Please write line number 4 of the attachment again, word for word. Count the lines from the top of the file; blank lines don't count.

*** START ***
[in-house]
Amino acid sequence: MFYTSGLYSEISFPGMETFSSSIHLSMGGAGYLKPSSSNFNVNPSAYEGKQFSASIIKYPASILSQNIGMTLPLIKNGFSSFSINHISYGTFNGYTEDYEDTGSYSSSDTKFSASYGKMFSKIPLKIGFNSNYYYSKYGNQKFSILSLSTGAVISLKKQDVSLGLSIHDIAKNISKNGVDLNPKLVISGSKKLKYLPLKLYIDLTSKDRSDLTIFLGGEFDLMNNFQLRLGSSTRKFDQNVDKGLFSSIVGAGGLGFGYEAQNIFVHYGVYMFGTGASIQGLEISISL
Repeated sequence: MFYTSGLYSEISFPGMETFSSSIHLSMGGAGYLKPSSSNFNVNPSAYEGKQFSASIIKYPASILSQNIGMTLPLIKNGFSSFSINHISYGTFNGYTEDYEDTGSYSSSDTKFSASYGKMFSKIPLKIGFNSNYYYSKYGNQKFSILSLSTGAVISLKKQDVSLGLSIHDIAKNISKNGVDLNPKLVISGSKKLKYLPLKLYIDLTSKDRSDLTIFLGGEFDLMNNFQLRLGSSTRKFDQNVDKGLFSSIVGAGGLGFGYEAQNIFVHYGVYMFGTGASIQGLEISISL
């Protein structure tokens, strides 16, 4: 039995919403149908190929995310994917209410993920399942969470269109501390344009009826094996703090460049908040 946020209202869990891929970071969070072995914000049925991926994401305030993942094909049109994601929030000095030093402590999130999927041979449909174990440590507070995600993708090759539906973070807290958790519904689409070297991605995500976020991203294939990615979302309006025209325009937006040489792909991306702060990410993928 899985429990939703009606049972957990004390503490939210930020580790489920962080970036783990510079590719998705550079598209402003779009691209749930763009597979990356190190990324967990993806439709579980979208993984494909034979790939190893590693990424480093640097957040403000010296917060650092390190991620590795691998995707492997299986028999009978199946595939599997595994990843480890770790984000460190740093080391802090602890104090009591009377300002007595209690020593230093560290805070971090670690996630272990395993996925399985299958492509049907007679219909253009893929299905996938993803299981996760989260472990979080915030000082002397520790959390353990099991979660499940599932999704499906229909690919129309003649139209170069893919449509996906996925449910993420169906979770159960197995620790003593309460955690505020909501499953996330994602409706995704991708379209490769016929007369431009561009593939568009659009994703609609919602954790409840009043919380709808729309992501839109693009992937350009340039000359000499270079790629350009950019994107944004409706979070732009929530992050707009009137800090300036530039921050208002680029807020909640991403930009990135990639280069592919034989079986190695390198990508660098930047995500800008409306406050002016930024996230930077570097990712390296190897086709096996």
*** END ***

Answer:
């Protein structure tokens, strides 16, 4: 039995919403149908190929995310994917209410993920399942969470269109501390344009009826094996703090460049908040 946020209202869990891929970071969070072995914000049925991926994401305030993942094909049109994601929030000095030093402590999130999927041979449909174990440590507070995600993708090759539906973070807290958790519904689409070297991605995500976020991203294939990615979302309006025209325009937006040489792909991306702060990410993928 899985429990939703009606049972957990004390503490939210930020580790489920962080970036783990510079590719998705550079598209402003779009691209749930763009597979990356190190990324967990993806439709579980979208993984494909034979790939190893590693990424480093640097957040403000010296917060650092390190991620590795691998995707492997299986028999009978199946595939599997595994990843480890770790984000460190740093080391802090602890104090009591009377300002007595209690020593230093560290805070971090670690996630272990395993996925399985299958492509049907007679219909253009893929299905996938993803299981996760989260472990979080915030000082002397520790959390353990099991979660499940599932999704499906229909690919129309003649139209170069893919449509996906996925449910993420169906979770159960197995620790003593309460955690505020909501499953996330994602409706995704991708379209490769016929007369431009561009593939568009659009994703609609919602954790409840009043919380709808729309992501839109693009992937350009340039000359000499270079790629350009950019994107944004409706979070732009929530992050707009009137800090300036530039921050208002680029807020909640991403930009990135990639280069592919034989079986190695390198990508660098930047995500800008409306406050002016930024996230930077570097990712390296190897086709096996």